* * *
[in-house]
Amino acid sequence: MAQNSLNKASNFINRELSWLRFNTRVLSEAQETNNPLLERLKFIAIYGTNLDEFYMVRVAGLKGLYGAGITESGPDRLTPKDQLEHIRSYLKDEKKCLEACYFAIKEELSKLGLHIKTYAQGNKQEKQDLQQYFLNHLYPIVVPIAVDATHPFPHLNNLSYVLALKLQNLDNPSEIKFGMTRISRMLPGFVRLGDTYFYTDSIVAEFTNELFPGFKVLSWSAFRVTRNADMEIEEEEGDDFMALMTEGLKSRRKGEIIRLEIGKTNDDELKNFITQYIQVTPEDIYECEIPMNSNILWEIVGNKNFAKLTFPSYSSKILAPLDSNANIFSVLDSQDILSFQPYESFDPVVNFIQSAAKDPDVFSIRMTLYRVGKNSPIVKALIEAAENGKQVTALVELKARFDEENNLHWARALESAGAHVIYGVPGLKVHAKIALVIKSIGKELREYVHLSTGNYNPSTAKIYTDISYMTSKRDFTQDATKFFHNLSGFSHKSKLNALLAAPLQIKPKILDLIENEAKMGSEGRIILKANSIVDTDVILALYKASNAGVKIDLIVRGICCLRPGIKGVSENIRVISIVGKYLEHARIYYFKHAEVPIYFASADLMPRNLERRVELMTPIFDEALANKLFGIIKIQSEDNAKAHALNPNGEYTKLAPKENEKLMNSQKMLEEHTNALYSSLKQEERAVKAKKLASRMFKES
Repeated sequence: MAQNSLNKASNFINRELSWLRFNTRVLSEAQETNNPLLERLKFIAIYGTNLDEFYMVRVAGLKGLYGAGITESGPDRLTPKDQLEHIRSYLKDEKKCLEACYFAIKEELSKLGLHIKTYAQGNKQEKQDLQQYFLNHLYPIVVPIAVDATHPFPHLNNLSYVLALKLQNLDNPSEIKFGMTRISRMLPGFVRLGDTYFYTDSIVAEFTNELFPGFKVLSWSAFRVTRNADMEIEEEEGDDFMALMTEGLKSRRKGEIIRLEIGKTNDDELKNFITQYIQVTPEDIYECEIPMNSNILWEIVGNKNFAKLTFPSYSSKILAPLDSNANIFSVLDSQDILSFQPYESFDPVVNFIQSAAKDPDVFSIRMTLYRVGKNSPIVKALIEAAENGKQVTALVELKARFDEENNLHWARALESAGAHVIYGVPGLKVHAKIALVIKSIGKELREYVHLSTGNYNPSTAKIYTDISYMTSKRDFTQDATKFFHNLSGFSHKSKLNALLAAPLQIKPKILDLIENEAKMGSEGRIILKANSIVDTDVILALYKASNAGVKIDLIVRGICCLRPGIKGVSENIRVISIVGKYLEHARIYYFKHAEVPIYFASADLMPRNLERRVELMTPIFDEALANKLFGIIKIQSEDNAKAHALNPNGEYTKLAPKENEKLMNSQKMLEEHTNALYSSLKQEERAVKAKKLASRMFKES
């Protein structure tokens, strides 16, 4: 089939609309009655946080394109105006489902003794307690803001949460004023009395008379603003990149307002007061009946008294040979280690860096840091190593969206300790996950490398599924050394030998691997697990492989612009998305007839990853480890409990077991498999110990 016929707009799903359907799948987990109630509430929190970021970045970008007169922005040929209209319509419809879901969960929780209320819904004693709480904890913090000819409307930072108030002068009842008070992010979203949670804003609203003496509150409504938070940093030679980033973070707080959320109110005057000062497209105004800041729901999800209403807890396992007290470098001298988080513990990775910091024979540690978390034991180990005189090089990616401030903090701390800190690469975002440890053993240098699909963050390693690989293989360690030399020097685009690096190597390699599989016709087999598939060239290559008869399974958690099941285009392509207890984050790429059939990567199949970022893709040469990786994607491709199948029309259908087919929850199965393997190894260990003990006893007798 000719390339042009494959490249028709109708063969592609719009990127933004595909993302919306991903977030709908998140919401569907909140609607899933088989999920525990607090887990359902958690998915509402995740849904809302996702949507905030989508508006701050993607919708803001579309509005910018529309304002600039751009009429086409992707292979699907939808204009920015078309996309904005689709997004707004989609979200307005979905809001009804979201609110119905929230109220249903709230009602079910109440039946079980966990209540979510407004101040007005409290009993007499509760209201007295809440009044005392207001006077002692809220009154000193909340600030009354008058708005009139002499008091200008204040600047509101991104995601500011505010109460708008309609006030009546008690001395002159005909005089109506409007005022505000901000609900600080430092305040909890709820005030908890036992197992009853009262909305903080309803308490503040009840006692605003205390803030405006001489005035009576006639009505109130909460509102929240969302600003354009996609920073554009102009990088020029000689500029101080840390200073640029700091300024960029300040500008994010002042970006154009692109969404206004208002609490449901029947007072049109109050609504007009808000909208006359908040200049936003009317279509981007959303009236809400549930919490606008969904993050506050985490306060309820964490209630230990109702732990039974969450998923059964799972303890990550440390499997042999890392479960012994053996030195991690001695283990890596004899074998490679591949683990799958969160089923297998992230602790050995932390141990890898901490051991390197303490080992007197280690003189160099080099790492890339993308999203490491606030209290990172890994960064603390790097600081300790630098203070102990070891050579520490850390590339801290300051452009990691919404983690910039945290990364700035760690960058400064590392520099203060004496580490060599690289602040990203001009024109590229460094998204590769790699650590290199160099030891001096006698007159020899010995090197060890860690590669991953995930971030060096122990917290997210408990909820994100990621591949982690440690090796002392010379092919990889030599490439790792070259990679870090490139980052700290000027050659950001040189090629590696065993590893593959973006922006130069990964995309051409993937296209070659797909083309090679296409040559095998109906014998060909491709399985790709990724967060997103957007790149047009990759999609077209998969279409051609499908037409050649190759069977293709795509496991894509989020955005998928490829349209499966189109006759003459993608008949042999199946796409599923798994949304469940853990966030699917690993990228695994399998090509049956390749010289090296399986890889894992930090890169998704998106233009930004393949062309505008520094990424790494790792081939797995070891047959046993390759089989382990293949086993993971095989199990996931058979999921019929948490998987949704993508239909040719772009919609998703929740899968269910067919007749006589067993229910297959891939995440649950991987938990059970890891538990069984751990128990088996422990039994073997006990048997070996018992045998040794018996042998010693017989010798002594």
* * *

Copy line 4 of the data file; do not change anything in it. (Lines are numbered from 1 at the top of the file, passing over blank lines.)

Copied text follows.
């Protein structure tokens, strides 16, 4: 089939609309009655946080394109105006489902003794307690803001949460004023009395008379603003990149307002007061009946008294040979280690860096840091190593969206300790996950490398599924050394030998691997697990492989612009998305007839990853480890409990077991498999110990 016929707009799903359907799948987990109630509430929190970021970045970008007169922005040929209209319509419809879901969960929780209320819904004693709480904890913090000819409307930072108030002068009842008070992010979203949670804003609203003496509150409504938070940093030679980033973070707080959320109110005057000062497209105004800041729901999800209403807890396992007290470098001298988080513990990775910091024979540690978390034991180990005189090089990616401030903090701390800190690469975002440890053993240098699909963050390693690989293989360690030399020097685009690096190597390699599989016709087999598939060239290559008869399974958690099941285009392509207890984050790429059939990567199949970022893709040469990786994607491709199948029309259908087919929850199965393997190894260990003990006893007798 000719390339042009494959490249028709109708063969592609719009990127933004595909993302919306991903977030709908998140919401569907909140609607899933088989999920525990607090887990359902958690998915509402995740849904809302996702949507905030989508508006701050993607919708803001579309509005910018529309304002600039751009009429086409992707292979699907939808204009920015078309996309904005689709997004707004989609979200307005979905809001009804979201609110119905929230109220249903709230009602079910109440039946079980966990209540979510407004101040007005409290009993007499509760209201007295809440009044005392207001006077002692809220009154000193909340600030009354008058708005009139002499008091200008204040600047509101991104995601500011505010109460708008309609006030009546008690001395002159005909005089109506409007005022505000901000609900600080430092305040909890709820005030908890036992197992009853009262909305903080309803308490503040009840006692605003205390803030405006001489005035009576006639009505109130909460509102929240969302600003354009996609920073554009102009990088020029000689500029101080840390200073640029700091300024960029300040500008994010002042970006154009692109969404206004208002609490449901029947007072049109109050609504007009808000909208006359908040200049936003009317279509981007959303009236809400549930919490606008969904993050506050985490306060309820964490209630230990109702732990039974969450998923059964799972303890990550440390499997042999890392479960012994053996030195991690001695283990890596004899074998490679591949683990799958969160089923297998992230602790050995932390141990890898901490051991390197303490080992007197280690003189160099080099790492890339993308999203490491606030209290990172890994960064603390790097600081300790630098203070102990070891050579520490850390590339801290300051452009990691919404983690910039945290990364700035760690960058400064590392520099203060004496580490060599690289602040990203001009024109590229460094998204590769790699650590290199160099030891001096006698007159020899010995090197060890860690590669991953995930971030060096122990917290997210408990909820994100990621591949982690440690090796002392010379092919990889030599490439790792070259990679870090490139980052700290000027050659950001040189090629590696065993590893593959973006922006130069990964995309051409993937296209070659797909083309090679296409040559095998109906014998060909491709399985790709990724967060997103957007790149047009990759999609077209998969279409051609499908037409050649190759069977293709795509496991894509989020955005998928490829349209499966189109006759003459993608008949042999199946796409599923798994949304469940853990966030699917690993990228695994399998090509049956390749010289090296399986890889894992930090890169998704998106233009930004393949062309505008520094990424790494790792081939797995070891047959046993390759089989382990293949086993993971095989199990996931058979999921019929948490998987949704993508239909040719772009919609998703929740899968269910067919007749006589067993229910297959891939995440649950991987938990059970890891538990069984751990128990088996422990039994073997006990048997070996018992045998040794018996042998010693017989010798002594």